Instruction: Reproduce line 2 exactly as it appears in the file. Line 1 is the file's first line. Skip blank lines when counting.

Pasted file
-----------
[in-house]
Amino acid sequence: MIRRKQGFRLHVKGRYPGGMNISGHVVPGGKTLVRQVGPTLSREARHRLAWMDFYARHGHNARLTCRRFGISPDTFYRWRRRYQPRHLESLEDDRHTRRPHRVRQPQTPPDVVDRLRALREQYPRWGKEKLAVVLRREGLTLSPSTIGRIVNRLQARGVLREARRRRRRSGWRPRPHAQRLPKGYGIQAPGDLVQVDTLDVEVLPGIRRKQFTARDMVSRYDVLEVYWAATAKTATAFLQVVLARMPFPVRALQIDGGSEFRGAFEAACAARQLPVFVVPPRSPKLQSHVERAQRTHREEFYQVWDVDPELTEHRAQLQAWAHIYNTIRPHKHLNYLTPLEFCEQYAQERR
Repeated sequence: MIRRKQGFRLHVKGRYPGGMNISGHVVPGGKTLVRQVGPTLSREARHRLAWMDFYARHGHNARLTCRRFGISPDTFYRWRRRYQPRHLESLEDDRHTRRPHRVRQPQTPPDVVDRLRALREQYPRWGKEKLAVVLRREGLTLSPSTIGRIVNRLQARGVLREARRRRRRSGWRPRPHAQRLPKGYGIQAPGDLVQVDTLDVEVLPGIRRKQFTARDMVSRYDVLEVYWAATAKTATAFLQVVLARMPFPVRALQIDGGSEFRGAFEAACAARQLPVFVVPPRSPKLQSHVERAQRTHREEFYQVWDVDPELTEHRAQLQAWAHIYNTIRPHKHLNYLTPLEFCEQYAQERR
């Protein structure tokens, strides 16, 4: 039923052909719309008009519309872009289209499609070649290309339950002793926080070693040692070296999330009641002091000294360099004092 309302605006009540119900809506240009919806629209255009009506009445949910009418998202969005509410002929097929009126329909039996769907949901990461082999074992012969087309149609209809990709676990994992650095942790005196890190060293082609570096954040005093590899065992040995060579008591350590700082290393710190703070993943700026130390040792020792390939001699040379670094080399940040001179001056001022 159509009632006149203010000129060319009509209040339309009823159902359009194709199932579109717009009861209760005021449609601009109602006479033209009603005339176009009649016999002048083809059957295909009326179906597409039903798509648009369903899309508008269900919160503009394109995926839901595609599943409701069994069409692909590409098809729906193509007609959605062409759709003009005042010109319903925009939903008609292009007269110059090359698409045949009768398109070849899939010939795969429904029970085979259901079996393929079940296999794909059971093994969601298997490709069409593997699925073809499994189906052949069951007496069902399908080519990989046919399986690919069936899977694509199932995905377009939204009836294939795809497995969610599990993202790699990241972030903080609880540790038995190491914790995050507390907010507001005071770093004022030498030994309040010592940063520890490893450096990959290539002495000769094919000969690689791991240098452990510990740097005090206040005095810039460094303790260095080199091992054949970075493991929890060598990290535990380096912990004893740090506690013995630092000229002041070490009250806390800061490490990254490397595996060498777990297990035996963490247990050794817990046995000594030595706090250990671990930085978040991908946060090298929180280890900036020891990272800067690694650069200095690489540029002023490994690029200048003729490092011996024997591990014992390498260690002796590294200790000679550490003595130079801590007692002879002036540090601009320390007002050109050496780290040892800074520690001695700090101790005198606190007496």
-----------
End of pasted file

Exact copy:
Amino acid sequence: MIRRKQGFRLHVKGRYPGGMNISGHVVPGGKTLVRQVGPTLSREARHRLAWMDFYARHGHNARLTCRRFGISPDTFYRWRRRYQPRHLESLEDDRHTRRPHRVRQPQTPPDVVDRLRALREQYPRWGKEKLAVVLRREGLTLSPSTIGRIVNRLQARGVLREARRRRRRSGWRPRPHAQRLPKGYGIQAPGDLVQVDTLDVEVLPGIRRKQFTARDMVSRYDVLEVYWAATAKTATAFLQVVLARMPFPVRALQIDGGSEFRGAFEAACAARQLPVFVVPPRSPKLQSHVERAQRTHREEFYQVWDVDPELTEHRAQLQAWAHIYNTIRPHKHLNYLTPLEFCEQYAQERR